Apple added the option to install custom fonts and use them in different apps on iOS 13. The rollout has been a bit confusing, with Apple announcing partnerships with vendors such as Adobe, but also limiting the feature to work with only certain apps. Nonetheless, you can now download and install custom fonts on your iPhone.
While a system-wide font system would have been ideal, having custom fonts even in just a few specific apps can give artists more control over their creations. In apps like Photoshop or Pages, they'll allow designers to create their own unique tone, mood, and style. So in this guide, we'll show you two ways to custom fonts: through the App Store and using configuration profiles.
Before we get into installing new custom fonts, it's important that you know where you can access them. Custom fonts in iOS 13 are only available in select apps at the moment — including Mail, Pages and, Keynote — but that should extend very soon, especially with the imminent release of Photoshop for iOS later this year.
So if you want to access the fonts manager, you must go into an app that is compatible. In this example, we'll be accessing it through Mail. To view the fonts manager, draft a new email and tap anywhere in the body of the message. At the top of the keyboard, you'll see an angle bracket (less than sign) on the far right; tap on it to access the all-new quick toolbar. Tap on the "Aa" icon to view your formatting options.
A menu will appear in place of the keyboard; tap on "Default Font" to view the fonts manager. You have nearly a hundred options to choose from, including Times New Roman, Arial, Courier, Georgia, Helvetica Neue, Verdana, and Marker Felt. If you download any custom fonts from the App Store, they'll appear in this list.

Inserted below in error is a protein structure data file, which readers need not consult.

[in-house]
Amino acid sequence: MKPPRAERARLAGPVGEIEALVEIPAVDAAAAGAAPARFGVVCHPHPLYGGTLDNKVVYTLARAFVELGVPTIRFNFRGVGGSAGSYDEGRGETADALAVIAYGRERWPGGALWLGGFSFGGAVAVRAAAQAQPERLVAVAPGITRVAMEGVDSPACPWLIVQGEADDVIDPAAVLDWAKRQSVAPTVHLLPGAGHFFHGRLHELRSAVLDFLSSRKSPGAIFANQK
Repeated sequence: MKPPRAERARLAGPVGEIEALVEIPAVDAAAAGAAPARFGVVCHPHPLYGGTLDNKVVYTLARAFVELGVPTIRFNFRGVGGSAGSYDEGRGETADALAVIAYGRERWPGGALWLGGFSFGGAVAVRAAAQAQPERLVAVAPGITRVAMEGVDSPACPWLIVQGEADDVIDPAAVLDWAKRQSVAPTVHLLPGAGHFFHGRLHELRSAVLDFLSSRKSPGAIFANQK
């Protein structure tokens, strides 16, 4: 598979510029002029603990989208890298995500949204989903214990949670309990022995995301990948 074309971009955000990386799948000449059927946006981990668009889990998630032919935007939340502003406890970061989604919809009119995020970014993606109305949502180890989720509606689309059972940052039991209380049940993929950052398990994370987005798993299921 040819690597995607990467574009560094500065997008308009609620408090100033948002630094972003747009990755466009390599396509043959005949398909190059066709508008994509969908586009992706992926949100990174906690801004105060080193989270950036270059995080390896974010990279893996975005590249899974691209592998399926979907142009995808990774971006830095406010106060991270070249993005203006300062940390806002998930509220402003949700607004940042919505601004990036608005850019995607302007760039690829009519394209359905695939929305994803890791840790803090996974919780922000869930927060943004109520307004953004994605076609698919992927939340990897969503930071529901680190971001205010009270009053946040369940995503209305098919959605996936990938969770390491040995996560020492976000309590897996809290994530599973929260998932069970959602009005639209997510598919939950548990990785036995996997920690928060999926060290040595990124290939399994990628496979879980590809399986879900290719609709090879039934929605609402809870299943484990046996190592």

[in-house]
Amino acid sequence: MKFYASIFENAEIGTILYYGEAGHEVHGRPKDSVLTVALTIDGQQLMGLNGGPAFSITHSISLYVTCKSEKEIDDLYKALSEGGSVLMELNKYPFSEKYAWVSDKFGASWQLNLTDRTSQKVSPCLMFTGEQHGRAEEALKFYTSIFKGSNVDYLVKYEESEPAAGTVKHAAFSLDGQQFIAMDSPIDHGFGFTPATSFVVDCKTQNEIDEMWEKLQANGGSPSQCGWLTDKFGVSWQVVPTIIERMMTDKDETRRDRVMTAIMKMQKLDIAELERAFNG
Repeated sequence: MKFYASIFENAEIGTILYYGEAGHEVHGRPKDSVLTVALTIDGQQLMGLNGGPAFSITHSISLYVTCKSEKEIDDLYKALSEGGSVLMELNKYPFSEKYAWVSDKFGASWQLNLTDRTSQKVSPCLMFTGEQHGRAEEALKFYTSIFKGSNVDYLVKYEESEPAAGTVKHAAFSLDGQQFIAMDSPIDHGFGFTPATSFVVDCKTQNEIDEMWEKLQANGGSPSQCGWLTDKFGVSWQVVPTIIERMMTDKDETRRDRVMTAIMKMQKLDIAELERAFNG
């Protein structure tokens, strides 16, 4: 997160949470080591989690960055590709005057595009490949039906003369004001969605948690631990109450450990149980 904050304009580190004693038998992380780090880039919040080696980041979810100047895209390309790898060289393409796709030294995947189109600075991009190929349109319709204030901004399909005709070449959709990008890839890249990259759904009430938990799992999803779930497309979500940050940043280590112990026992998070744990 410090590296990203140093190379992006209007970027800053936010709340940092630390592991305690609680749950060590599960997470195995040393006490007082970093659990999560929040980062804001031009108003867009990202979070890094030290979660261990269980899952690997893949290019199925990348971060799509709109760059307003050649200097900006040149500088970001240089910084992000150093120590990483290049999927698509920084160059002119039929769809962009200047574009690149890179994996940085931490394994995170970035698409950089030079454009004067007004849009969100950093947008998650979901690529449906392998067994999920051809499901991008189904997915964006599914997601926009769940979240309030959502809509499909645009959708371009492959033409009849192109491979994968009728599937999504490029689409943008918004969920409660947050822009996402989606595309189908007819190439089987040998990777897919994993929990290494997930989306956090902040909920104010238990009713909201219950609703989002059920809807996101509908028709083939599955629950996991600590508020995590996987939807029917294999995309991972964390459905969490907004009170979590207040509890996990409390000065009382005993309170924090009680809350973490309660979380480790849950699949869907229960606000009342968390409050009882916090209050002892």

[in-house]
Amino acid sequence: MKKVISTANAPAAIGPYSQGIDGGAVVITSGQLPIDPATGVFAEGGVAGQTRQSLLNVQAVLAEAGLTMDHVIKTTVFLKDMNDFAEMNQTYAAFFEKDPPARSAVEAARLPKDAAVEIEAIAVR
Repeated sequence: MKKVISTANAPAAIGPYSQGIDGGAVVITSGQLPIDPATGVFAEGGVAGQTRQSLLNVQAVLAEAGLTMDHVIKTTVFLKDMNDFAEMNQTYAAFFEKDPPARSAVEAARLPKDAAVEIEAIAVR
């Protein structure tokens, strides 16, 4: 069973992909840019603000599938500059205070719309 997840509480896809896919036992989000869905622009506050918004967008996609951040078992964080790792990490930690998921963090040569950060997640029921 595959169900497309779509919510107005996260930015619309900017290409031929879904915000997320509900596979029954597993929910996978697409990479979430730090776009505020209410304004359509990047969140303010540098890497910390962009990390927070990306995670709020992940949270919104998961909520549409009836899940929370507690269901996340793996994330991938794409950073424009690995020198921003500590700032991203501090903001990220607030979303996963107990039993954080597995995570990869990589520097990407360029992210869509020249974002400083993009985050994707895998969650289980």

Now that you know where to access your fonts, it's time to download them. You can do this directly from the App Store, as if you were downloading an app, but unfortunately, the options are currently very limited, especially for free fonts. This should change as fonts become more popular.
One app that currently works with iOS 13 is Font Diner from developer Mister Retro. You can download it for free from the App Store using the link below.
- App Store Link: Font Diner (free)
According to Apple, custom fonts will be available from Adobe, DynaComware, Monotype, Morisawa, Founder, and more, but there is no set date for when they will be released, so for now, your options are limited.
If you've downloaded Font Diner, you can now go into the app and install the fonts on your device. However, each app will vary slightly in how the fonts are installed, so use this step more as a loose guide and not an exact how-to if you're not using the Font Diner app.
Open Font Diner and you'll see a list of fonts under the Home tab. There are 23 in total, which you must install as a complete set (to remove individual fonts, check out Step 4). To install the font set, tap on "Activate" in the top-right, hit "Agree," and then tap on "Install." The fonts are now ready to be used on your device.
Not sure whether your fonts were successfully installed? iOS 13 brings a new section to your Settings, where you can manage all custom fonts you download and install. Open the Settings app and go into General –> Fonts. Here, you'll see a list of all your installed fonts.
Tap on any font to view which application the font is from, copyright information, font file size, and different typefaces. You can tap on each typeface to view the font in letter/number, paragraph, and character format.
If you want to delete a font from your phone, either swipe left on a font in the list or tap on "Edit" in the top-right, select the fonts you want to delete, then hit "Remove." The second method is preferable if you're looking to delete multiple fonts at once. You can see both options below.